Translators at War
Throughout history translators have proven vital assets at wartime. While this isn’t a role one would typically associate with the translation industry, translators have played a pivotal role in some of the world’s biggest conflicts. Here we look at some examples of translators at war.
World War 1
Communication during World War 1 was much less advanced than in subsequent wars. Basic radio and telegraph were commonly used by the end of the war. With both sides easily translating or breaking any attempt to use code. This all changed when the US army joined the war and brought members of the Choctaw Tribe as radio operators. This was the first time when code talking was used during the war and this powerful aid for the US. The Choctaw didn’t use military terms that were required during the war. This practice of using languages such as this also helped to revive dead languages. It also highlighted the importance of translators in the coordination of massive international armies.
World War 2
The vital role played by translators at war time became really prominent during World War 2 with the work of codebreakers at Bletchley Park. Known for breaking the extremely complicated German Enigma code they also broke the Lorenz cipher used between the leading members of the Nazi regime and army. This work done by the translators and codebreakers at Bletchley Park was classified as an Ultra secret which was a new category above Top secret. Members of British Intelligence have claimed that the work done by translators brought the war to a conclusion two to four years earlier.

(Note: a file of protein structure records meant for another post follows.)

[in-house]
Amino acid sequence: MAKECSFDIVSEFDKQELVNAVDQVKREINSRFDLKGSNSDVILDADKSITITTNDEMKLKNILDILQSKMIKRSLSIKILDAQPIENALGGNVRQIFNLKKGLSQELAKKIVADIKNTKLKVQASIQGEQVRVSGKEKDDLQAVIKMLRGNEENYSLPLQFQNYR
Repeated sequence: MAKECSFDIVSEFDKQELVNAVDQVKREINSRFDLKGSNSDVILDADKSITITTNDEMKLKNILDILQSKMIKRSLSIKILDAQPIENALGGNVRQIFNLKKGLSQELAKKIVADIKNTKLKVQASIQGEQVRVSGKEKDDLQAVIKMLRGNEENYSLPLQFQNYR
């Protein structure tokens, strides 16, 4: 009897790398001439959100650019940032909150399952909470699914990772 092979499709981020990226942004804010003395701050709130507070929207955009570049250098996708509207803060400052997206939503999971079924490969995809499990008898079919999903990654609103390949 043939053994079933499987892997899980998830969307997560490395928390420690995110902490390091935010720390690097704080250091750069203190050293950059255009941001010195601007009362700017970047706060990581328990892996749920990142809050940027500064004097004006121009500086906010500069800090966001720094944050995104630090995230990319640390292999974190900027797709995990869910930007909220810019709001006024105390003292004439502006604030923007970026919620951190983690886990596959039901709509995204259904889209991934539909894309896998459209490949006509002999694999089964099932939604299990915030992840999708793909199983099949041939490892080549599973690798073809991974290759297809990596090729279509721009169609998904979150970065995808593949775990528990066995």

Modern wars in the Middle East such as the wars in Iraq and Afghanistan are largely fought against insurgents using guerrilla warfare tactics. As enemy fighters are harder to identify, the lines between civilians and enemies are blurred. As a result native translators and interpreters have been recruited by armies to help facilitate effective communications with local people. Translations in this area have evolved beyond translating information to acting as cultural liaisons between foreign armies and the local population.
Today the US Government is the largest translator employer in the world. The role of translators has changed and evolved throughout the 20th and 21st centuries. Their importance in the field of military intelligence and defence has never been higher.